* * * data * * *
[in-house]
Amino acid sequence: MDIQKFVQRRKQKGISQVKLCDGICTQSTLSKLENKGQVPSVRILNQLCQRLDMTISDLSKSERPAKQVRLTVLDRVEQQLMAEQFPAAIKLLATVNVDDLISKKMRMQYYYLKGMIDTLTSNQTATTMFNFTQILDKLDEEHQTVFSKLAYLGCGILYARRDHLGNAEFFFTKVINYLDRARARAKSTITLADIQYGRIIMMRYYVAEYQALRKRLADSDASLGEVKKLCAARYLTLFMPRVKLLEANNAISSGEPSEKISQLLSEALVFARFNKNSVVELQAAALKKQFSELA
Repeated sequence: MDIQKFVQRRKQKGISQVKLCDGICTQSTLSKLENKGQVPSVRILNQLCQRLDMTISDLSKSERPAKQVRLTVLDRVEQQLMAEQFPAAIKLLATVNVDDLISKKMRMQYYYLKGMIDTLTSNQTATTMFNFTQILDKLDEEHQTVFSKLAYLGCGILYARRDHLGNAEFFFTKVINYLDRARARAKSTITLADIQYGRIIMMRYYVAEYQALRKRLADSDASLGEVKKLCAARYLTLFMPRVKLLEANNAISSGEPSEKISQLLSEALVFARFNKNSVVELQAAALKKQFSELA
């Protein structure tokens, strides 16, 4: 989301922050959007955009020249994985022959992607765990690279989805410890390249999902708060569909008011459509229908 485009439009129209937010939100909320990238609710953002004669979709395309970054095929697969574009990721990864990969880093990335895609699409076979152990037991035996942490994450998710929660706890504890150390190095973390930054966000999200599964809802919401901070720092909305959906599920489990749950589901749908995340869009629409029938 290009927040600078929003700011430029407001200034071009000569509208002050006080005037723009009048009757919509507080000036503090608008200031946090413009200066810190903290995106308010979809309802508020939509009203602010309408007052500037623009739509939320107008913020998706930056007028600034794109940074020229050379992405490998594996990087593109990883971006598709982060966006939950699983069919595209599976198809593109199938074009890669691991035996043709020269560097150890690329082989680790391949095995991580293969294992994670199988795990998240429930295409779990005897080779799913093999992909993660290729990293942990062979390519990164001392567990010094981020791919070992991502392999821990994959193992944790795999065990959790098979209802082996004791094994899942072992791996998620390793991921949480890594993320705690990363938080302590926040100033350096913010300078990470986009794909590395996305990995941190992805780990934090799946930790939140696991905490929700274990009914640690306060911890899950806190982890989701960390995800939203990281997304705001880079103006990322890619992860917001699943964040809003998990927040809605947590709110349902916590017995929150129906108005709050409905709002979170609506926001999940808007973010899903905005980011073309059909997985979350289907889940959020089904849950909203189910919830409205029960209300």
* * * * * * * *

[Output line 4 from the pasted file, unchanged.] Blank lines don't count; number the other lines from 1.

């Protein structure tokens, strides 16, 4: 989301922050959007955009020249994985022959992607765990690279989805410890390249999902708060569909008011459509229908 485009439009129209937010939100909320990238609710953002004669979709395309970054095929697969574009990721990864990969880093990335895609699409076979152990037991035996942490994450998710929660706890504890150390190095973390930054966000999200599964809802919401901070720092909305959906599920489990749950589901749908995340869009629409029938 290009927040600078929003700011430029407001200034071009000569509208002050006080005037723009009048009757919509507080000036503090608008200031946090413009200066810190903290995106308010979809309802508020939509009203602010309408007052500037623009739509939320107008913020998706930056007028600034794109940074020229050379992405490998594996990087593109990883971006598709982060966006939950699983069919595209599976198809593109199938074009890669691991035996043709020269560097150890690329082989680790391949095995991580293969294992994670199988795990998240429930295409779990005897080779799913093999992909993660290729990293942990062979390519990164001392567990010094981020791919070992991502392999821990994959193992944790795999065990959790098979209802082996004791094994899942072992791996998620390793991921949480890594993320705690990363938080302590926040100033350096913010300078990470986009794909590395996305990995941190992805780990934090799946930790939140696991905490929700274990009914640690306060911890899950806190982890989701960390995800939203990281997304705001880079103006990322890619992860917001699943964040809003998990927040809605947590709110349902916590017995929150129906108005709050409905709002979170609506926001999940808007973010899903905005980011073309059909997985979350289907889940959020089904849950909203189910919830409205029960209300």